2023 Local Community Commission Election Candidate Profile - Nejmah Guermoudi

Learn more about Nejmah Guermoudi who is running as a candidate for Commissioner, in the 2023 Local Community Commission Election.

The 2023 Salt Spring Island Local Community Commission Election is scheduled for Saturday, May 27, 2023. The Capital Regional District will be conducting voting to elect four commissioners to the Local Community Commission (LCC). Learn more about what the LCC is and how it works.

About Nejmah Guermoudi

I am a first-generation immigrant and am grateful for the privilege in calling this island home. I recognize that we are on the unceded lands of the Coast Salish people who have taken such care in stewarding this special place since time immemorial, before the complex array of settlers came and disrupted this natural state, yet also bringing their own stories of resilience as they chose to homestead, farm and build community on this Salty Rock.

I am a neuro-divergent mother of three beautiful children, one who is all grown up now, and two still in the nest.

While I travelled a great deal, SSI has been my true home since I first arrived here in 1996.

I am an artist, farmer, community clownselor and systems-thinker.

I am passionate about working towards new and creative solutions to our local issues that harmonize People and Planet. I believe in the middle path that keeps us in balance with nature and each other.

And, instead of another article to read, I decided to make a video that answers all the questions here. (Video Below) It's a one take, so hope you enjoy it! I'll give some short answers here for those who can't watch the video though!

What brought you to the island?

Love and Community! (more details in the video!) (Video Below)

What one thing about the island would you tell someone who has never visited?

This was a tough one...So many things I could think of! I landed on our infinity loop of island roads and the need to get out on to the water to get to the sweetest spots!

If you could change one thing about Salt Spring, what would you change?

I speak to the siloed governance and organizations, and our deep need to harmonize our community planning.

What do you think is the most important community issue on the island right now?

The need for a unified community plan and, HOUSING of course!

What is your favourite spot/place to visit on Salt Spring Island?

So many favorite spots, but Xwaaqw'um (Burgoyne Bay) and the farmlands of Fulford are the places I feel most connected to.

Which elected position are you seeking?

Local Community Commissioner!

Why should Salt Springers vote for you?

Because I am a systems-thinker, community collaborator and a strong advocate for diversity and inclusion in decision-making. I also have a strong knowledge base of our governance systems and am actively engaged in solutions-focused initiatives through my community work. I am a long-time Islander, mother and Honour Roll student of Social Work.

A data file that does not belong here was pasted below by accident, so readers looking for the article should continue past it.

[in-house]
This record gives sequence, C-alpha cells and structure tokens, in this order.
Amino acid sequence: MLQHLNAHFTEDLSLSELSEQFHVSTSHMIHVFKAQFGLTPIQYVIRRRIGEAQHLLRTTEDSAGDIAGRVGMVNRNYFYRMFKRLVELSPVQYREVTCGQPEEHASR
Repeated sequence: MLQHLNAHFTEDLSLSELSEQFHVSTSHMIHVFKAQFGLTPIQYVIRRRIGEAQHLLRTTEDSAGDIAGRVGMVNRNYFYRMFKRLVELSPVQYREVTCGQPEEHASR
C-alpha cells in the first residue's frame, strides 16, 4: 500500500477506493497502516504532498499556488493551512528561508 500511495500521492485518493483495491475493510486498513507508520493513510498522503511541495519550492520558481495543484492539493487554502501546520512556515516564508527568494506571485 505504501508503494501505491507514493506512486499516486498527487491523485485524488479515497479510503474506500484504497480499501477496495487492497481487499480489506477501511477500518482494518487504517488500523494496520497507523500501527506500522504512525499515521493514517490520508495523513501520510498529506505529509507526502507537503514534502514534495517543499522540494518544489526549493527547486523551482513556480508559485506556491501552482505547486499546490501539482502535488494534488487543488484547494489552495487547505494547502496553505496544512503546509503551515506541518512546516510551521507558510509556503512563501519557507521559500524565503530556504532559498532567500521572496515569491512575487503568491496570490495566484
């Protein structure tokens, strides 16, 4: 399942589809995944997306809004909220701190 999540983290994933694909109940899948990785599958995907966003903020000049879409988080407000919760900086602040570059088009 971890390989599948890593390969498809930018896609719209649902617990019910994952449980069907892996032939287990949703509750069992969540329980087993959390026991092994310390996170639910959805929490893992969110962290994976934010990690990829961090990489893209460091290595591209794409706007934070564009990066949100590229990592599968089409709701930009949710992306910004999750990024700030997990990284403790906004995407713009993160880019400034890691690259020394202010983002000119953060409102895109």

How do you plan to engage the community in your work?

I believe that we need to engage and involve our community in governance and policy work as much as possible. We need to create low-barrier pathways into engagement that amplifies all voices, includes direct support to Indigenous representation and acknowledges the incredible work that our Island Community has accomplished by establishing the services, improvement districts, waterways, markets, trails, parks and more that the CRD has taken over managing throughout the years.

Is there a really good interview question we should have asked you?

What's the non-profit that you run and what do you do?

How would you have answered your question?

I run a non-profit called Green Ground Community Design Society who's purpose is to alleviate poverty through the implementation of an eco-social housing pilot project.

Due to the absence of land and a serious lack of non-institutional low-barrier programs around creativity and community, we rented our first location beside the Library on McPhillips Ave. Initially, we ran the space as an art space and tool library. When SIMS became an opportunity, we jumped on it to expand the art studio and Toolery (tool library), at which point the focused activity at our McPhillips spot shifted to a safer space that included harm reduction supports and services, a daily food program and a peer-centric model that encourage folks to participate in caring for the space and each other.

Watch the video to hear more about what was working and what wasn't and what our new trajectory is for the summer and fall 2023 season at both spaces!

Ultimately, downtown outreach is not to be taken lightly and requires a coordinated response that must include all stakeholders, from government, organizations and the people who are in need of supports, spaces and opportunities for growth. While I did my best to provide a meaningful outreach space with an empowerment approach, with decentralized management, I can't do this on my own. I have made many attempts (over the almost two years that we have been operating) to draw in support from local and off-island organizations that could help foster the unique community during growth curves that were both challenging and enlightening. Unfortunately, without greater support in the form of mental health professionals, social service organizations and further funding, I could not hold it alone any longer. This revelation lead me to pull back from the deep frontline work that I have been holding and to seek a position in public office through the LCC as a way to advocate for more accountability within our non-profit service-oriented organizations to ensure coordinated services, programs and protocols become the norm when operating in our community.

See all the profiles that have been submitted by other candidates for the 2023 Local Community Commission Election.

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